By Jason Lemon | NewsWeek |
A state judge in New York has upheld a ruling preventing The New York Times from publishing documents that were exchanged between conservative organization Project Veritas and its lawyer, accepting the argument that the prominent newspaper had violated attorney-client privilege.
New York State Supreme Court Justice Charles D. Wood in Westchester County made the ruling on Thursday, releasing it on Friday. Wood, who was elected to his position, ordered The New York Times to not publish any more of the confidential documents between Project Veritas and its attorney, while also requiring the publication to destroy digital copies and turn over any physical copies to the conservative group.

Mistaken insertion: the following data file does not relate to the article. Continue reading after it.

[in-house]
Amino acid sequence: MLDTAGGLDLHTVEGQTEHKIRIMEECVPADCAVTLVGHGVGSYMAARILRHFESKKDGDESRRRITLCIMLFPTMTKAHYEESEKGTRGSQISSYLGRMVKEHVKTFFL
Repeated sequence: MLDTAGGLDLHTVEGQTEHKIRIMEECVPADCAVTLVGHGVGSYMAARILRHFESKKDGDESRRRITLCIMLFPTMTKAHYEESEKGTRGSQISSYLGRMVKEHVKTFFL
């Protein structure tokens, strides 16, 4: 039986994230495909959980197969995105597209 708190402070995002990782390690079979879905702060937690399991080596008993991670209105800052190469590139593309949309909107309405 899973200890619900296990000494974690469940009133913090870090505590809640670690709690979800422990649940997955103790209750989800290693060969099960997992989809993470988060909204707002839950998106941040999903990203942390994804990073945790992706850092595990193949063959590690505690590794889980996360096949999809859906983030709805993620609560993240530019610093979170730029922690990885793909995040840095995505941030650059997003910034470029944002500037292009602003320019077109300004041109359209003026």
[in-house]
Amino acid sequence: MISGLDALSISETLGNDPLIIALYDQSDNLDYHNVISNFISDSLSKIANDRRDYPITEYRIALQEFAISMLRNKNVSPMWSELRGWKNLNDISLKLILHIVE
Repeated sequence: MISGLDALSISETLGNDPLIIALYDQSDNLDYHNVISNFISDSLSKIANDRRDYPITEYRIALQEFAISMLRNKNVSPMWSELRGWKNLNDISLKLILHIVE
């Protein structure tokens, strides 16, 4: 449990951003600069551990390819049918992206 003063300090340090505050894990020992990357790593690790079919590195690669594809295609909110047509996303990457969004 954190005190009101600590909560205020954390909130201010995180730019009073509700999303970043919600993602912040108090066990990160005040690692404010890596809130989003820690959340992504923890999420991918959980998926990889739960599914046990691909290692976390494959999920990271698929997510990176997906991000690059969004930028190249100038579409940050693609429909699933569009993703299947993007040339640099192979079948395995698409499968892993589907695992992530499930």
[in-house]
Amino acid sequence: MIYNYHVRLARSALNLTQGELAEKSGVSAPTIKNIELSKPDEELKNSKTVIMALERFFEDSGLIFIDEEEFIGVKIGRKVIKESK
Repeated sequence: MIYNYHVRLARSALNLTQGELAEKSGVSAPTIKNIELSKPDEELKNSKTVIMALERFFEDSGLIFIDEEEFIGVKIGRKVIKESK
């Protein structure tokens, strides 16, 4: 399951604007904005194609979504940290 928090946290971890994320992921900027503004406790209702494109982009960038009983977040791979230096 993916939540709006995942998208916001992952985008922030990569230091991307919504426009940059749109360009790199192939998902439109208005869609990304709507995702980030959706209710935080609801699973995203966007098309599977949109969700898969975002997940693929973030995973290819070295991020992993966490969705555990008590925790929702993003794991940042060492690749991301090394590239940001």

Free speech advocates and the prominent New York newspaper decried the ruling, with the publication vowing to appeal.
“This ruling should raise alarms not just for advocates of press freedoms but for anyone concerned about the dangers of government overreach into what the public can and cannot know,” The New York Times publisher A.G. Sulzberger said in a statement emailed to Newsweek.